Aissa Olivarez first absorbed the Tony Robinson news after she had settled her baby girl back down after her regular 4 a.m. feeding. In the dim, morning hours of March 6, 2015, as she was scrolling tiredly through the predawn news, there it was: another unarmed, 19-year-old African- Amer- ican man — somebody’s baby — shot by a police officer. Only this time it wasn’t in Ferguson, or Baltimore, or Los Angeles; it was right here in Madison, Wisconsin, where Texas-native Olivarez was a second-year law student.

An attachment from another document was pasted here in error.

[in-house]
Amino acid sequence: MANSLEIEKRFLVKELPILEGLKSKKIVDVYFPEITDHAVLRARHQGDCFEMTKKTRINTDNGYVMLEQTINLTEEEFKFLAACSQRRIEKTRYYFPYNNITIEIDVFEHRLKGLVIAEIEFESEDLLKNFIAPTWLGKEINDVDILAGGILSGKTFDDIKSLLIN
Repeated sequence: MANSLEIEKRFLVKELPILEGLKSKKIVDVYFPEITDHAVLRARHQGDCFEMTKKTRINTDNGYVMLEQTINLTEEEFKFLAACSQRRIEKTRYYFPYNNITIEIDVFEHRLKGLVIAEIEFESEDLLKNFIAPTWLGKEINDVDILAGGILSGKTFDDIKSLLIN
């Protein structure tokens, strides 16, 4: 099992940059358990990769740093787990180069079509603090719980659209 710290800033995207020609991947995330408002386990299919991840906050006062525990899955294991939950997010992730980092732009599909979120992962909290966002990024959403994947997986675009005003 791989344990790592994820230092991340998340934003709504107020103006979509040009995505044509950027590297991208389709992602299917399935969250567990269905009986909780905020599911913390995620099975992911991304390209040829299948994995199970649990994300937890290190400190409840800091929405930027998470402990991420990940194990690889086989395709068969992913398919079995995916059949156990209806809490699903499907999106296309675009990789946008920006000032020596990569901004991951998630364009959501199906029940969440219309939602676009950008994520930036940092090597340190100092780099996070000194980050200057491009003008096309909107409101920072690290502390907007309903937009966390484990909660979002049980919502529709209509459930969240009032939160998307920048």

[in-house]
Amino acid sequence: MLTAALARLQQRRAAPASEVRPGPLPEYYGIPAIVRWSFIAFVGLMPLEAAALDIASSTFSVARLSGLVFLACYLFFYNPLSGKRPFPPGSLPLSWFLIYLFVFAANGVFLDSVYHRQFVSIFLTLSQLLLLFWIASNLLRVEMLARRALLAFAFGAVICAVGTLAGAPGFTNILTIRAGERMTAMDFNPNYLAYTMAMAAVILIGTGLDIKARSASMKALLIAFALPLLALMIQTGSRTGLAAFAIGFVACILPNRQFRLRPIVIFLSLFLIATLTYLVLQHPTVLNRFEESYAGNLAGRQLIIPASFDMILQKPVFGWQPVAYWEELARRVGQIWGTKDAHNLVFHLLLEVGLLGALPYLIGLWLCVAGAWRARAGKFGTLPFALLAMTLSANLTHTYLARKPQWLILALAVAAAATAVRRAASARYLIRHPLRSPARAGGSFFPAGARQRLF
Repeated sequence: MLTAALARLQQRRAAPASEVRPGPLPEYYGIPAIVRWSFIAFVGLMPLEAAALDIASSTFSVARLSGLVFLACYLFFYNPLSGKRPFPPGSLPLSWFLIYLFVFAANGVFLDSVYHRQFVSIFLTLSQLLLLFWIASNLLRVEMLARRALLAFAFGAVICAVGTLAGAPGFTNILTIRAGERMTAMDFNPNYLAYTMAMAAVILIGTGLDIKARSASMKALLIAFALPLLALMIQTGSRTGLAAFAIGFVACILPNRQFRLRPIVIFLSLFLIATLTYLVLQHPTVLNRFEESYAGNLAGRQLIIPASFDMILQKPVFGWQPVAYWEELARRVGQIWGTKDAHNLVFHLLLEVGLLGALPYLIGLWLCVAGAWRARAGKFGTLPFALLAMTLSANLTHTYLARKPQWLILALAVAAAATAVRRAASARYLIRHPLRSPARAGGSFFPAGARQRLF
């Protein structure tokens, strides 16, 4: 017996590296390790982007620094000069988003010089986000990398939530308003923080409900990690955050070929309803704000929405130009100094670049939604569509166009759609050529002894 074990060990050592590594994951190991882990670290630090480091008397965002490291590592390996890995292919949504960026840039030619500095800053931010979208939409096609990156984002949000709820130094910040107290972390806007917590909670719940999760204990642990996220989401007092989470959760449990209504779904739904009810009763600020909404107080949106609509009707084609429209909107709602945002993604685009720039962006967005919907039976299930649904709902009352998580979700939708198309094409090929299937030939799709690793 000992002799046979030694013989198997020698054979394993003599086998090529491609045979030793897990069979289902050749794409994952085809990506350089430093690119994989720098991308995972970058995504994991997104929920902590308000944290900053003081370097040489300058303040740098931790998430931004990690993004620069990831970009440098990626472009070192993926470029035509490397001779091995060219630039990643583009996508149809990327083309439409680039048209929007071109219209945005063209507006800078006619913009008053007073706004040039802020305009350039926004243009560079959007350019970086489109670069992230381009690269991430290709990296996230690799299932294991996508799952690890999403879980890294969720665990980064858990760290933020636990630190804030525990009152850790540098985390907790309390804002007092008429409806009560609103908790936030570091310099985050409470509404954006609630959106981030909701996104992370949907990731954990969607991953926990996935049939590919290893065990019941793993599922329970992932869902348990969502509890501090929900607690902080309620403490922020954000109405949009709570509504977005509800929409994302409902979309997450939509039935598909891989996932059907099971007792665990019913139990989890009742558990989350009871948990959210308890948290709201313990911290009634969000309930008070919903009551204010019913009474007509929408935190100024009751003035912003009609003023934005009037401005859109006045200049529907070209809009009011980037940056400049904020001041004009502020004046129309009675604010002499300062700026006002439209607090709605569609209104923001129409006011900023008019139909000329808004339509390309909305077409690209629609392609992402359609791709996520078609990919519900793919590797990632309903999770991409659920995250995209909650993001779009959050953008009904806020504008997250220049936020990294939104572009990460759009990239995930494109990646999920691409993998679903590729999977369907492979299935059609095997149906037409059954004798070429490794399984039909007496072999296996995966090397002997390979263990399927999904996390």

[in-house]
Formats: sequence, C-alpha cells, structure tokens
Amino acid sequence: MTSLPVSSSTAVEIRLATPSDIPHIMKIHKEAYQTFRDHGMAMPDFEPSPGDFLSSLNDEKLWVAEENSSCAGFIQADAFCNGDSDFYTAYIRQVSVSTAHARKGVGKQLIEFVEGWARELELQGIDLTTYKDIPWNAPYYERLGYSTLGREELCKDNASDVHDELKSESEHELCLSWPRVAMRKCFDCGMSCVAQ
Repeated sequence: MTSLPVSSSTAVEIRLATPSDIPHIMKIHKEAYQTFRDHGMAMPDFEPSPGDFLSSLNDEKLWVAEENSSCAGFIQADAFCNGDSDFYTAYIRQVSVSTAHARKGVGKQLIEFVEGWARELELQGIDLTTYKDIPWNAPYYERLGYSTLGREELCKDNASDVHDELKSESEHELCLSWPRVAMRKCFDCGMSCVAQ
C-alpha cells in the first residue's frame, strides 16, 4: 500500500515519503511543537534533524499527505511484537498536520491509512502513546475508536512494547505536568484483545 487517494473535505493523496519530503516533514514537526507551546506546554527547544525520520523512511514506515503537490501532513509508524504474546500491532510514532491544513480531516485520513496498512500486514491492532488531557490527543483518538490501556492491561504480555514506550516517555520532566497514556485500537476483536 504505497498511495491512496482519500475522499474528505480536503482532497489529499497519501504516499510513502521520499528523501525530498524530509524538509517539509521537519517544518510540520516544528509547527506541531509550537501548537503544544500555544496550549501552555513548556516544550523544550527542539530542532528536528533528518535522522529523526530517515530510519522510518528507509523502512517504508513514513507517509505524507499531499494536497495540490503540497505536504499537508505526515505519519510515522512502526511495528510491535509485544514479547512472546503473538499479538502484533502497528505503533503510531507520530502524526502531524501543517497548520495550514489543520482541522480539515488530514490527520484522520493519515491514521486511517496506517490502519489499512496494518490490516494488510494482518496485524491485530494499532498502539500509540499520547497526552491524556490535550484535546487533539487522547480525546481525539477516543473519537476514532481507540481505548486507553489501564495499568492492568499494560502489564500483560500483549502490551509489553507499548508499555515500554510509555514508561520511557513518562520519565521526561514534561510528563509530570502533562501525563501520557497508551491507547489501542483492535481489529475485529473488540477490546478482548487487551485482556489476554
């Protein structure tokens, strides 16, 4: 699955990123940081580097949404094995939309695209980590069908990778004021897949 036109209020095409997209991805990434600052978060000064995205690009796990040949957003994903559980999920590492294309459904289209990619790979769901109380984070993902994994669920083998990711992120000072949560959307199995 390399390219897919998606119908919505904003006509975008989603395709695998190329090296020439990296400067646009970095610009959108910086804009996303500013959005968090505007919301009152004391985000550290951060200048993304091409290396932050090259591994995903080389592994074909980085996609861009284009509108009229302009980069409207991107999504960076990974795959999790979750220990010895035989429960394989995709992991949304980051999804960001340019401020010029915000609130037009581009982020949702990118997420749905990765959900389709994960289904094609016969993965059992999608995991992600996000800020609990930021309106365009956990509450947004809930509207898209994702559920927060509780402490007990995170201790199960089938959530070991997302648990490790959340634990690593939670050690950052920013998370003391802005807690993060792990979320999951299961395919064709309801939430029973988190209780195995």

Add Obergefell v. Hodges to the roster of historic US Supreme Court cases that current and future University of Wisconsin Law School students will dissect as they study the Supreme Court and civil rights. Law School faculty members Linda Greene, Carrie Sperling, and Gwendolyn Leachman reflect on the decision, how it may impact daily life as well as other laws, and where the LGBT movement might go from here.
After completing his bachelor’s degree at Morehouse College, the all-male, historically black liberal arts school in Atlanta, Everett Mitchell considered staying in the South. Then he read a speech by the late Reverend Martin Luther King Jr. describing a vision for a “beloved community.” As King saw it, the beloved community is not only a place desegregated by law but one that is integrated in spirit, a place where people from all walks, all beliefs, and all races live and work peacefully, side by side.